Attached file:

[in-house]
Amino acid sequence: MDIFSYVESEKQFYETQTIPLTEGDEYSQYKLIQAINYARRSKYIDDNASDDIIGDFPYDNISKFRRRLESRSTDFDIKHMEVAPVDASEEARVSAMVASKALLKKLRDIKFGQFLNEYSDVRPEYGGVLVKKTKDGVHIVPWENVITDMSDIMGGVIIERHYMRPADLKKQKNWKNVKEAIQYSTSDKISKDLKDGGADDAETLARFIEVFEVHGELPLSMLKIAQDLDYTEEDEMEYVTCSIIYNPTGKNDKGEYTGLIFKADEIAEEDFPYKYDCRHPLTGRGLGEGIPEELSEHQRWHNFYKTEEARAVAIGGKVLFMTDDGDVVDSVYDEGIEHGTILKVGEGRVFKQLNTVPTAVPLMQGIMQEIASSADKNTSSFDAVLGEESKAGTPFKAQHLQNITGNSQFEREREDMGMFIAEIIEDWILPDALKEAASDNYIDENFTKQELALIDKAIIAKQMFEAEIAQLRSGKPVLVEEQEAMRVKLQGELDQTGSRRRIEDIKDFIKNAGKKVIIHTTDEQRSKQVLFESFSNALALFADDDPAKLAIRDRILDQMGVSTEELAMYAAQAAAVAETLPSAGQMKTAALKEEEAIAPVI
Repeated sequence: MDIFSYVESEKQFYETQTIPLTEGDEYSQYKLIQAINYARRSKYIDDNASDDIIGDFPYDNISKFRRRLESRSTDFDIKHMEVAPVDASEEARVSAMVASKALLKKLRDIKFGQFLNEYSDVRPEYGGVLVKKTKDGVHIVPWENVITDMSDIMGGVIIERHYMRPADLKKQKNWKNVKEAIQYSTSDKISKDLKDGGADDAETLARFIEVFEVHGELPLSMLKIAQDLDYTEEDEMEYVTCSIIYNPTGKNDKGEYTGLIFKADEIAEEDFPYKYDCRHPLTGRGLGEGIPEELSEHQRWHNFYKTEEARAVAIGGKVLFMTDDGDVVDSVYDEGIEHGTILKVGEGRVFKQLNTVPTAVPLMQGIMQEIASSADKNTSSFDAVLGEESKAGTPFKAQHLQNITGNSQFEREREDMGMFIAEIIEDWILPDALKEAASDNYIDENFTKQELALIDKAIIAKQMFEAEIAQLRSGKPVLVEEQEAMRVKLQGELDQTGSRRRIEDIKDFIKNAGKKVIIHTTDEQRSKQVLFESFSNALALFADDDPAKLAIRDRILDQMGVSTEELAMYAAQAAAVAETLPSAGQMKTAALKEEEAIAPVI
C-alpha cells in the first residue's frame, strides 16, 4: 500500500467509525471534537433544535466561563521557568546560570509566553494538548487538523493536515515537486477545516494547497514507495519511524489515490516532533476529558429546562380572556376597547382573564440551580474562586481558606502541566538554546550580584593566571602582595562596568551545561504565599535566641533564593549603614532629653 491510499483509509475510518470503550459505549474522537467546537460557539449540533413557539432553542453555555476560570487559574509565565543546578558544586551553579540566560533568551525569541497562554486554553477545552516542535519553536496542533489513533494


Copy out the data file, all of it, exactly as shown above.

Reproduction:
[in-house]
Amino acid sequence: MDIFSYVESEKQFYETQTIPLTEGDEYSQYKLIQAINYARRSKYIDDNASDDIIGDFPYDNISKFRRRLESRSTDFDIKHMEVAPVDASEEARVSAMVASKALLKKLRDIKFGQFLNEYSDVRPEYGGVLVKKTKDGVHIVPWENVITDMSDIMGGVIIERHYMRPADLKKQKNWKNVKEAIQYSTSDKISKDLKDGGADDAETLARFIEVFEVHGELPLSMLKIAQDLDYTEEDEMEYVTCSIIYNPTGKNDKGEYTGLIFKADEIAEEDFPYKYDCRHPLTGRGLGEGIPEELSEHQRWHNFYKTEEARAVAIGGKVLFMTDDGDVVDSVYDEGIEHGTILKVGEGRVFKQLNTVPTAVPLMQGIMQEIASSADKNTSSFDAVLGEESKAGTPFKAQHLQNITGNSQFEREREDMGMFIAEIIEDWILPDALKEAASDNYIDENFTKQELALIDKAIIAKQMFEAEIAQLRSGKPVLVEEQEAMRVKLQGELDQTGSRRRIEDIKDFIKNAGKKVIIHTTDEQRSKQVLFESFSNALALFADDDPAKLAIRDRILDQMGVSTEELAMYAAQAAAVAETLPSAGQMKTAALKEEEAIAPVI
Repeated sequence: MDIFSYVESEKQFYETQTIPLTEGDEYSQYKLIQAINYARRSKYIDDNASDDIIGDFPYDNISKFRRRLESRSTDFDIKHMEVAPVDASEEARVSAMVASKALLKKLRDIKFGQFLNEYSDVRPEYGGVLVKKTKDGVHIVPWENVITDMSDIMGGVIIERHYMRPADLKKQKNWKNVKEAIQYSTSDKISKDLKDGGADDAETLARFIEVFEVHGELPLSMLKIAQDLDYTEEDEMEYVTCSIIYNPTGKNDKGEYTGLIFKADEIAEEDFPYKYDCRHPLTGRGLGEGIPEELSEHQRWHNFYKTEEARAVAIGGKVLFMTDDGDVVDSVYDEGIEHGTILKVGEGRVFKQLNTVPTAVPLMQGIMQEIASSADKNTSSFDAVLGEESKAGTPFKAQHLQNITGNSQFEREREDMGMFIAEIIEDWILPDALKEAASDNYIDENFTKQELALIDKAIIAKQMFEAEIAQLRSGKPVLVEEQEAMRVKLQGELDQTGSRRRIEDIKDFIKNAGKKVIIHTTDEQRSKQVLFESFSNALALFADDDPAKLAIRDRILDQMGVSTEELAMYAAQAAAVAETLPSAGQMKTAALKEEEAIAPVI
C-alpha cells in the first residue's frame, strides 16, 4: 500500500467509525471534537433544535466561563521557568546560570509566553494538548487538523493536515515537486477545516494547497514507495519511524489515490516532533476529558429546562380572556376597547382573564440551580474562586481558606502541566538554546550580584593566571602582595562596568551545561504565599535566641533564593549603614532629653 491510499483509509475510518470503550459505549474522537467546537460557539449540533413557539432553542453555555476560570487559574509565565543546578558544586551553579540566560533568551525569541497562554486554553477545552516542535519553536496542533489513533494